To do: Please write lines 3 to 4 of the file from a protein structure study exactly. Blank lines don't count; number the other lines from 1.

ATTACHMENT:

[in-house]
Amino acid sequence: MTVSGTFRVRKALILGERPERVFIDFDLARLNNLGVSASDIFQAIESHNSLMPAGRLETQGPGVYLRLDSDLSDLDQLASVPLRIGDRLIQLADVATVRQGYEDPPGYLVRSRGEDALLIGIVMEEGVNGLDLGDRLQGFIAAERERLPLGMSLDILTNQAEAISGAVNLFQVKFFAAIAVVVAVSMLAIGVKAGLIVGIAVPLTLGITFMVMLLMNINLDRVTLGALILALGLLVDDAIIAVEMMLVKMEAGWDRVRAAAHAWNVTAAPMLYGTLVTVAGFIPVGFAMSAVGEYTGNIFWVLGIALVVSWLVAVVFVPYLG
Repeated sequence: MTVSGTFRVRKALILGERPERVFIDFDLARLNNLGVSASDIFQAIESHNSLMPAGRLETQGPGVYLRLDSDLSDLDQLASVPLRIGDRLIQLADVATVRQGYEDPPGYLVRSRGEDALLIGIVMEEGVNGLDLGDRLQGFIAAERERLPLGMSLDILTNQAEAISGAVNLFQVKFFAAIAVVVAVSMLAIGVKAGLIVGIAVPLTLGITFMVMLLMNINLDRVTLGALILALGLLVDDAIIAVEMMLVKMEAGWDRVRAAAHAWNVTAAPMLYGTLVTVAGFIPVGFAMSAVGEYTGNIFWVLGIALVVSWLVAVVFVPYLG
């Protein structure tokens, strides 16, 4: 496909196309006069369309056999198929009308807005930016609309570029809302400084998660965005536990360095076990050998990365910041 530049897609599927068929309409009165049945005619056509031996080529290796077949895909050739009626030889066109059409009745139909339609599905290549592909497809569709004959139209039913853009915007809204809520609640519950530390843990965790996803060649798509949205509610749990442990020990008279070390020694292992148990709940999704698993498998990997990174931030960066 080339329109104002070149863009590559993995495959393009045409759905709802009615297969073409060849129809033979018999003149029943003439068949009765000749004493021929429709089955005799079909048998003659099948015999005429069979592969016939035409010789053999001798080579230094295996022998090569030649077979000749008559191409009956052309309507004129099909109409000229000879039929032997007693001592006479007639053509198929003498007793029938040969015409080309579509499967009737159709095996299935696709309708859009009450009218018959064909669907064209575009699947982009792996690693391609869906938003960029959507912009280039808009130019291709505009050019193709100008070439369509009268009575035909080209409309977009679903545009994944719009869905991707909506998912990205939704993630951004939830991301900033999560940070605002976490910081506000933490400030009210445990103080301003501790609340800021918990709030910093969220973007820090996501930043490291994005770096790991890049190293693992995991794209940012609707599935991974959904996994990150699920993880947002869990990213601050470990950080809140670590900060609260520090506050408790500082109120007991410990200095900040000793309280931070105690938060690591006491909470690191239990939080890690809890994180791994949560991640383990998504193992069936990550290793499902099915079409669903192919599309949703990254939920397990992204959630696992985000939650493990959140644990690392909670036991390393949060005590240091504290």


Repeated sequence: MTVSGTFRVRKALILGERPERVFIDFDLARLNNLGVSASDIFQAIESHNSLMPAGRLETQGPGVYLRLDSDLSDLDQLASVPLRIGDRLIQLADVATVRQGYEDPPGYLVRSRGEDALLIGIVMEEGVNGLDLGDRLQGFIAAERERLPLGMSLDILTNQAEAISGAVNLFQVKFFAAIAVVVAVSMLAIGVKAGLIVGIAVPLTLGITFMVMLLMNINLDRVTLGALILALGLLVDDAIIAVEMMLVKMEAGWDRVRAAAHAWNVTAAPMLYGTLVTVAGFIPVGFAMSAVGEYTGNIFWVLGIALVVSWLVAVVFVPYLG
């Protein structure tokens, strides 16, 4: 496909196309006069369309056999198929009308807005930016609309570029809302400084998660965005536990360095076990050998990365910041 530049897609599927068929309409009165049945005619056509031996080529290796077949895909050739009626030889066109059409009745139909339609599905290549592909497809569709004959139209039913853009915007809204809520609640519950530390843990965790996803060649798509949205509610749990442990020990008279070390020694292992148990709940999704698993498998990997990174931030960066 080339329109104002070149863009590559993995495959393009045409759905709802009615297969073409060849129809033979018999003149029943003439068949009765000749004493021929429709089955005799079909048998003659099948015999005429069979592969016939035409010789053999001798080579230094295996022998090569030649077979000749008559191409009956052309309507004129099909109409000229000879039929032997007693001592006479007639053509198929003498007793029938040969015409080309579509499967009737159709095996299935696709309708859009009450009218018959064909669907064209575009699947982009792996690693391609869906938003960029959507912009280039808009130019291709505009050019193709100008070439369509009268009575035909080209409309977009679903545009994944719009869905991707909506998912990205939704993630951004939830991301900033999560940070605002976490910081506000933490400030009210445990103080301003501790609340800021918990709030910093969220973007820090996501930043490291994005770096790991890049190293693992995991794209940012609707599935991974959904996994990150699920993880947002869990990213601050470990950080809140670590900060609260520090506050408790500082109120007991410990200095900040000793309280931070105690938060690591006491909470690191239990939080890690809890994180791994949560991640383990998504193992069936990550290793499902099915079409669903192919599309949703990254939920397990992204959630696992985000939650493990959140644990690392909670036991390393949060005590240091504290």